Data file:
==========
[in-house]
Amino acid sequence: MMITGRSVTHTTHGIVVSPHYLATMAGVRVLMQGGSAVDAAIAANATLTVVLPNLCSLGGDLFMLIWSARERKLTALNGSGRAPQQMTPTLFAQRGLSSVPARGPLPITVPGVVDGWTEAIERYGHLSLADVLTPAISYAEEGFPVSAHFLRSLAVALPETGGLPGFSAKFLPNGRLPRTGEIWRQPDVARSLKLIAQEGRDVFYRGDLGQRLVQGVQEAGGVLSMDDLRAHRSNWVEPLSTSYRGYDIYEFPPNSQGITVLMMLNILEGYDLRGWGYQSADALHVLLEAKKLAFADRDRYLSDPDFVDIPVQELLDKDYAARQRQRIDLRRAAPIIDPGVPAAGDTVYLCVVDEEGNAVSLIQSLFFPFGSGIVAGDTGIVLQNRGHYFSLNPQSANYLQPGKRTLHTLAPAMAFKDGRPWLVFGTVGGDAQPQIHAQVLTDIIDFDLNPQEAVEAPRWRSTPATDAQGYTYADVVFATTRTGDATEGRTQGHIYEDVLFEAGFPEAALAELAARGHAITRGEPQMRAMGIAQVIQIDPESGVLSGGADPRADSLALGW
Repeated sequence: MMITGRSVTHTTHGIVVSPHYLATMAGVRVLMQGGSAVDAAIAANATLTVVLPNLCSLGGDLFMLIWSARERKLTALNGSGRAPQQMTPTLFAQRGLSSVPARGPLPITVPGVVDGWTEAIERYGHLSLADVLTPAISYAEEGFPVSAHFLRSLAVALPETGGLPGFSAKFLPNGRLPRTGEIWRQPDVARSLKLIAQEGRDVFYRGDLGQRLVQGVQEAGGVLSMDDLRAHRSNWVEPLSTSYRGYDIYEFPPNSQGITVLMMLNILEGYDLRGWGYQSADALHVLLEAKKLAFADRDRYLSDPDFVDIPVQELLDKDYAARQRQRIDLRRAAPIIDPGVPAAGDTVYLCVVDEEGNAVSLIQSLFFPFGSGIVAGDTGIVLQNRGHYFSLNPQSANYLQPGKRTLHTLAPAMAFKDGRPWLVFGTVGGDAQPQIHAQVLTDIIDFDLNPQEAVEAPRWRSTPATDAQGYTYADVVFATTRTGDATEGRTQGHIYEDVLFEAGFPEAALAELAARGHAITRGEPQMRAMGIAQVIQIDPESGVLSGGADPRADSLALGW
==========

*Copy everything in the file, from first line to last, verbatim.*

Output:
[in-house]
Amino acid sequence: MMITGRSVTHTTHGIVVSPHYLATMAGVRVLMQGGSAVDAAIAANATLTVVLPNLCSLGGDLFMLIWSARERKLTALNGSGRAPQQMTPTLFAQRGLSSVPARGPLPITVPGVVDGWTEAIERYGHLSLADVLTPAISYAEEGFPVSAHFLRSLAVALPETGGLPGFSAKFLPNGRLPRTGEIWRQPDVARSLKLIAQEGRDVFYRGDLGQRLVQGVQEAGGVLSMDDLRAHRSNWVEPLSTSYRGYDIYEFPPNSQGITVLMMLNILEGYDLRGWGYQSADALHVLLEAKKLAFADRDRYLSDPDFVDIPVQELLDKDYAARQRQRIDLRRAAPIIDPGVPAAGDTVYLCVVDEEGNAVSLIQSLFFPFGSGIVAGDTGIVLQNRGHYFSLNPQSANYLQPGKRTLHTLAPAMAFKDGRPWLVFGTVGGDAQPQIHAQVLTDIIDFDLNPQEAVEAPRWRSTPATDAQGYTYADVVFATTRTGDATEGRTQGHIYEDVLFEAGFPEAALAELAARGHAITRGEPQMRAMGIAQVIQIDPESGVLSGGADPRADSLALGW
Repeated sequence: MMITGRSVTHTTHGIVVSPHYLATMAGVRVLMQGGSAVDAAIAANATLTVVLPNLCSLGGDLFMLIWSARERKLTALNGSGRAPQQMTPTLFAQRGLSSVPARGPLPITVPGVVDGWTEAIERYGHLSLADVLTPAISYAEEGFPVSAHFLRSLAVALPETGGLPGFSAKFLPNGRLPRTGEIWRQPDVARSLKLIAQEGRDVFYRGDLGQRLVQGVQEAGGVLSMDDLRAHRSNWVEPLSTSYRGYDIYEFPPNSQGITVLMMLNILEGYDLRGWGYQSADALHVLLEAKKLAFADRDRYLSDPDFVDIPVQELLDKDYAARQRQRIDLRRAAPIIDPGVPAAGDTVYLCVVDEEGNAVSLIQSLFFPFGSGIVAGDTGIVLQNRGHYFSLNPQSANYLQPGKRTLHTLAPAMAFKDGRPWLVFGTVGGDAQPQIHAQVLTDIIDFDLNPQEAVEAPRWRSTPATDAQGYTYADVVFATTRTGDATEGRTQGHIYEDVLFEAGFPEAALAELAARGHAITRGEPQMRAMGIAQVIQIDPESGVLSGGADPRADSLALGW